There are a couple of issues with the engine though. Although it is pretty quick with a 0-100kmph time of 8.4 seconds, it doesn't feel quick enough to excite you. Don't get me wrong here; this car will do everything you ask of it including quick overtakes and delivering power with almost no delay. However, it just didn't manage to put a smile on my face. I also have to mention that a fair amount of vibrations crept into the cabin while idling.
Volvo has said that it will be phasing out this engine in 2017 for a more efficient Drive-E four-cylinder motor. The only reason it hasn't been done as yet, is because Volvo is still configuring that engine with the all-wheel drive system. But until then, this isn't such a bad deal as it managed to give me 11.1kmpl in the city and about 17.2kmpl on the highway.
Most Volvos, especially the current generation models, really tend to stick out of the crowd. Apart from the obvious increase in height, the S60 Cross Country has a couple of other subtle changes to set it apart from the standard car. And I must say, it does seem to have a lot more presence. The black bumper extensions, scuff-plates and the honey-comb grille certainly give it more rugged look to go with the whole cross-country theme. This might just strike a chord with Indian customers who have a thing for these SUV-like design elements.
Although the dimensions would appear to be the same, the S60 Cross Country is about 3mm longer, and 42mm wider than the standard S60. The 65mm increase in ground clearance translates to the obvious increase in the overall height.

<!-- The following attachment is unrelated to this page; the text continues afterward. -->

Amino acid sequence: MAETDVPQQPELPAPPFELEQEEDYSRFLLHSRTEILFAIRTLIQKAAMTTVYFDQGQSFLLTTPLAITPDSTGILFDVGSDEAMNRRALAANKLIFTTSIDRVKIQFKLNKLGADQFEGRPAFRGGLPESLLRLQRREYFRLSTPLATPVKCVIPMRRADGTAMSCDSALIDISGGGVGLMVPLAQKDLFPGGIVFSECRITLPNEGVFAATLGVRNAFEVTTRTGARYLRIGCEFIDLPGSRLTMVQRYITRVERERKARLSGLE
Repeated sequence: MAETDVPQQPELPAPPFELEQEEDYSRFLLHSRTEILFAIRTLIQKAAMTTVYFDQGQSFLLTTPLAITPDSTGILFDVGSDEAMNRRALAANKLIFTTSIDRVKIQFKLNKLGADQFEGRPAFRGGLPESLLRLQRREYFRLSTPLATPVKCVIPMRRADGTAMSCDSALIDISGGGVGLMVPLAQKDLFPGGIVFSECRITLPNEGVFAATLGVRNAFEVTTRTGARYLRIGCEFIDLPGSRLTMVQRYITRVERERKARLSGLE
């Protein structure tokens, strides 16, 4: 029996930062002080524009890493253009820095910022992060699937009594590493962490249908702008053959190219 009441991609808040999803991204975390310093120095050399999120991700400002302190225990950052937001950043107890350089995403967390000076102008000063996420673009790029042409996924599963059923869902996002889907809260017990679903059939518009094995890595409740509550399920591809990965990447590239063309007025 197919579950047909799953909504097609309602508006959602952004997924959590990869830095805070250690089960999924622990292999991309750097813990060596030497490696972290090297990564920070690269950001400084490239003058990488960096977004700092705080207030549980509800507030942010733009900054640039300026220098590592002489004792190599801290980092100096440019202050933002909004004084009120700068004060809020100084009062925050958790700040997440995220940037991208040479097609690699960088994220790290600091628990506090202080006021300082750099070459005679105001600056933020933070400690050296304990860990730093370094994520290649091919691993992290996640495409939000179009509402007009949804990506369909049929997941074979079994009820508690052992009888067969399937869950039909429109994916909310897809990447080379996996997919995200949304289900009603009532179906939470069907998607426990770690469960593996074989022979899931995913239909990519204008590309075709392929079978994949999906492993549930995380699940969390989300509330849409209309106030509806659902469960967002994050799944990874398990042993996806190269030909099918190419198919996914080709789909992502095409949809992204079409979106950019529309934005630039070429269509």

The interior which sees no significant changes over the standard S60, is very neat, but with a slightly cramped centre console. The front seats meanwhile, are great and offer sufficient bolstering to keep you in place. The rear seats however, aren't the most comfortable with barely any underthigh support. When you open the boot, you'll find a space saver ironically occupying quite a bit of space, so we suggest you pack light for a long road trip.
All that being said, the Volvo S60 is still a bit outdated in terms of design. Sure, the Cross Country badge adds some flavour, but that doesn't change the fact that it's still essentially the same design that's been around for almost five years. While Mercedes-Benz and BMW have been constantly updating the C-Class and 3-Series, Volvo seems to be quite content with their design even after all these years. This applies especially to the interior.
To put it in perspective, look at the Mercedes-Benz S-Class. It's got a fantastic interior and the good thing is that a lot of these elements are carried over to the C-Class. Now when you look at the Volvo XC90's beautifully crafted interior, and then step inside the S60 Cross Country, there's almost no resemblance. And that's one element I'm not too happy with.
Well there's just one actually - the Volvo S60 Cross Country Inscription - which comes loaded with all the features and safety equipment offered in the standard S60.
Volvo has certainly added some value to the S60 with the Cross Country variant. It now looks better, is more practical and basically has more appeal. At Rs 38.9 lakh (ex-Mumbai), you get a pretty good compromise between a sedan and an SUV. Depending on how well the Cross Country does, Volvo might even replace the standard S60 with it. Even if it's a bit outdated in terms of design, it still looks good and it surely drives well too. While it might not have enough ground clearance for Uncle, it should be more than enough for any reasonable Indian.